Americans are spending more for wireless services than users in 17 other countries, according to a new report from a UK regulator.
The 2014 International Market Communications Report, published by the UK's Office of Communications (known as Ofcom), measured the average monthly revenue per mobile connection in 18 different countries across six continents. The report shows that last year, the average mobile customer in the United States paid roughly $47 (£30, in the chart below) per connection, more than cell users in any other nation surveyed.
Only Japanese customers paid close to that amount in 2013, while users in most countries had monthly bills of less than $31 for their service. Mobile users in China, Brazil, Russia, Nigeria, Poland, and India paid less than $16 per month.
Why are Americans paying so much more for wireless service? One reason is that we tend to use more data than people in other nations. According to data from Cisco, U.S. mobile customers used an average of 1.3 gigabytes of data per month in 2013. In comparison, Europeans used 700 megabytes of data per month—roughly half the American average—and mobile customers in the Middle East and Africa used just 185 megabytes.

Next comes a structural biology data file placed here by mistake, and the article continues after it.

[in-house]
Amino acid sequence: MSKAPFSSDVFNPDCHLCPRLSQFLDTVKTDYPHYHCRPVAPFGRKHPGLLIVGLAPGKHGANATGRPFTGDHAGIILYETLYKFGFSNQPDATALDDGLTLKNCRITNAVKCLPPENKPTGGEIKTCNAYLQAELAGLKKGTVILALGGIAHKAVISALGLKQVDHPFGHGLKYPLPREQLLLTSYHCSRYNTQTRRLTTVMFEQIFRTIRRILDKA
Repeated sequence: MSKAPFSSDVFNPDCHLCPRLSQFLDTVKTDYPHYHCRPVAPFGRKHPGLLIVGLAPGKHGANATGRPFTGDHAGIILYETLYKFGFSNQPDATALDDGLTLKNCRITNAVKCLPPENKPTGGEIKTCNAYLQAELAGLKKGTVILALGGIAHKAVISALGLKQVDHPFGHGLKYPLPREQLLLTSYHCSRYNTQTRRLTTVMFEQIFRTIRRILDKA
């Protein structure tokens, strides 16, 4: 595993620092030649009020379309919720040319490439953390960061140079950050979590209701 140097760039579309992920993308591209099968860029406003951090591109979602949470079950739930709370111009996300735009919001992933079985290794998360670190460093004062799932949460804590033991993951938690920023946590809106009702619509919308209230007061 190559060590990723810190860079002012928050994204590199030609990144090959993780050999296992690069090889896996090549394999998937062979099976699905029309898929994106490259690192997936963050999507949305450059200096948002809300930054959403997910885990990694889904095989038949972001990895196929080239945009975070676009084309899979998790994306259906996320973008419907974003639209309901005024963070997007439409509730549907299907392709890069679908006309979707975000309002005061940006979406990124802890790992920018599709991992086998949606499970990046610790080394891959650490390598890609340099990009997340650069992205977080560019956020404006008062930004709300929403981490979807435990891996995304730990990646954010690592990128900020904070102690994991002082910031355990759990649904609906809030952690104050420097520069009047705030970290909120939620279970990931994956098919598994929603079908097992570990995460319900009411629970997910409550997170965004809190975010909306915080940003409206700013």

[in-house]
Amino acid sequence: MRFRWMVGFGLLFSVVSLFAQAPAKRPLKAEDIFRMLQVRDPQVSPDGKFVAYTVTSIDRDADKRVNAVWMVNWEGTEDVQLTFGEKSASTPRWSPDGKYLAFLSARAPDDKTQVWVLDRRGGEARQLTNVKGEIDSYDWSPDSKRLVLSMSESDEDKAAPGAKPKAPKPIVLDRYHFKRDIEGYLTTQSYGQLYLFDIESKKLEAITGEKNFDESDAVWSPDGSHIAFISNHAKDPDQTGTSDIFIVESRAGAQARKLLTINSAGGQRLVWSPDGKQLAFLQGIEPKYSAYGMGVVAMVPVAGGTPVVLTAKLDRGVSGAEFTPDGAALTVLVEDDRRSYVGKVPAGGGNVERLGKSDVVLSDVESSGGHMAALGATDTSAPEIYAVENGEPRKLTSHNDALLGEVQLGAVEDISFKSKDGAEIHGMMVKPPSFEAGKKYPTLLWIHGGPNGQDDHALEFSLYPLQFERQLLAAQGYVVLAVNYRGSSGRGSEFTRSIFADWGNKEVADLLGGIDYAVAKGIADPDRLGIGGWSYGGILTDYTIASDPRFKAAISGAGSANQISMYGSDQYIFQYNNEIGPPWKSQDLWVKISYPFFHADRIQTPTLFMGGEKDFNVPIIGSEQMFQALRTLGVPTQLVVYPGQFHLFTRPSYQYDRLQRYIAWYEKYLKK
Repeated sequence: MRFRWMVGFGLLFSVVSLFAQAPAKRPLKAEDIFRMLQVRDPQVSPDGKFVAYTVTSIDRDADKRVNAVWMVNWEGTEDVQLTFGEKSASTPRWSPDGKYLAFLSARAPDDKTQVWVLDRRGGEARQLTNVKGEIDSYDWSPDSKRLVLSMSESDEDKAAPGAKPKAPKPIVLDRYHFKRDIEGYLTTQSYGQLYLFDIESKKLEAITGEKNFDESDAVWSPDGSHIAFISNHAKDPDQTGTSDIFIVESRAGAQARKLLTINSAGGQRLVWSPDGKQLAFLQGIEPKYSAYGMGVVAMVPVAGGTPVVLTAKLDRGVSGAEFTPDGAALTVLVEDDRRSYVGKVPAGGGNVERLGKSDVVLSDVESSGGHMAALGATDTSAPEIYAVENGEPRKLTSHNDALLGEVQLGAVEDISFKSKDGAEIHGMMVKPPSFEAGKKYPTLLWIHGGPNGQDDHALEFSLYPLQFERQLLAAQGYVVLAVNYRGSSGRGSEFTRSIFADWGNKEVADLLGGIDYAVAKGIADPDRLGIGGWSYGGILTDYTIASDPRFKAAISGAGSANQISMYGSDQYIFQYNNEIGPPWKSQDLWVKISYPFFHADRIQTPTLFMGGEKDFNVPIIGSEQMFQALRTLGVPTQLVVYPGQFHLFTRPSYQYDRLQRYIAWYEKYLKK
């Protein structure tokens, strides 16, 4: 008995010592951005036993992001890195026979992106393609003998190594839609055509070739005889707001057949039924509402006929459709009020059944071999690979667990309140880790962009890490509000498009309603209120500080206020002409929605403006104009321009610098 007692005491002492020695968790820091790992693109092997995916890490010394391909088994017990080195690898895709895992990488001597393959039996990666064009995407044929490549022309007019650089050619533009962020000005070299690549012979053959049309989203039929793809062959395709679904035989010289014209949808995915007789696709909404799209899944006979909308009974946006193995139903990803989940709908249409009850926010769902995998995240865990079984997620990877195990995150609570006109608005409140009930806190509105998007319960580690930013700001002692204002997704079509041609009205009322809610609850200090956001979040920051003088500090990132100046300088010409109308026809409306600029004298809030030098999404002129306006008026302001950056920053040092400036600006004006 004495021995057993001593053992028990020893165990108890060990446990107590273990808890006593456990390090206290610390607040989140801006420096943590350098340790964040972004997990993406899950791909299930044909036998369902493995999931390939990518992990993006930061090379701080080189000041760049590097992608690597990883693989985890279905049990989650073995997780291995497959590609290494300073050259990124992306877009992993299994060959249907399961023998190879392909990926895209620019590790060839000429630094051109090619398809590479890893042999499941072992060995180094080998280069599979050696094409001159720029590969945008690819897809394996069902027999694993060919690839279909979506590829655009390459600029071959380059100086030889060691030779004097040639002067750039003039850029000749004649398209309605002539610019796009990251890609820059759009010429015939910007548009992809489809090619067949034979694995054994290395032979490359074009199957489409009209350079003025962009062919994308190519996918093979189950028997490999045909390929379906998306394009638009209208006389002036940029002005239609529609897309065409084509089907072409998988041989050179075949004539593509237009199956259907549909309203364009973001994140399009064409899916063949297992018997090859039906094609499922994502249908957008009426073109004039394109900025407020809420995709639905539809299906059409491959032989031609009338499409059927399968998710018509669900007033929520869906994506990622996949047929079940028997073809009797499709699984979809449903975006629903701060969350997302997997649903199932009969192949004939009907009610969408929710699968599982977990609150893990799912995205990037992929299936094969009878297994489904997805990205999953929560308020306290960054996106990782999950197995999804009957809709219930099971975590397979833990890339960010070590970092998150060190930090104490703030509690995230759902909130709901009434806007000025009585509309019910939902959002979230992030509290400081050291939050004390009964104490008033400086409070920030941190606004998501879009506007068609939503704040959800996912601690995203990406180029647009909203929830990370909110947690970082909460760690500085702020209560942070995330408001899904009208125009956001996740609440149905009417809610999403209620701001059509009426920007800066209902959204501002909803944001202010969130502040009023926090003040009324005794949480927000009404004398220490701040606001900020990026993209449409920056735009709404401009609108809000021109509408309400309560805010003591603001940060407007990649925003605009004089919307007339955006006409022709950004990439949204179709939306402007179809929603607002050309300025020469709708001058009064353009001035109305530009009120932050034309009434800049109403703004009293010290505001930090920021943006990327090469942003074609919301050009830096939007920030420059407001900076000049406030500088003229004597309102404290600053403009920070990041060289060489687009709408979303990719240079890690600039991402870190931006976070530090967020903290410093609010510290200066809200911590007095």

But while increased data usage might explain the higher prices overall, it's less clear why America is one of the few countries where the cost of wireless service isn't declining. Despite global growth in data use, the United States is one of just five countries Ofcom analyzed (the others are the Netherlands, Sweden, Brazil, Russia, and the U.S.) where revenue per connection isn't declining. Between 2008 and 2013, the average American customer saw wireless bills rise almost 1% per connection. Countries like France, Spain, and Italy saw cost reductions between 7.5% and 10% during that same time period.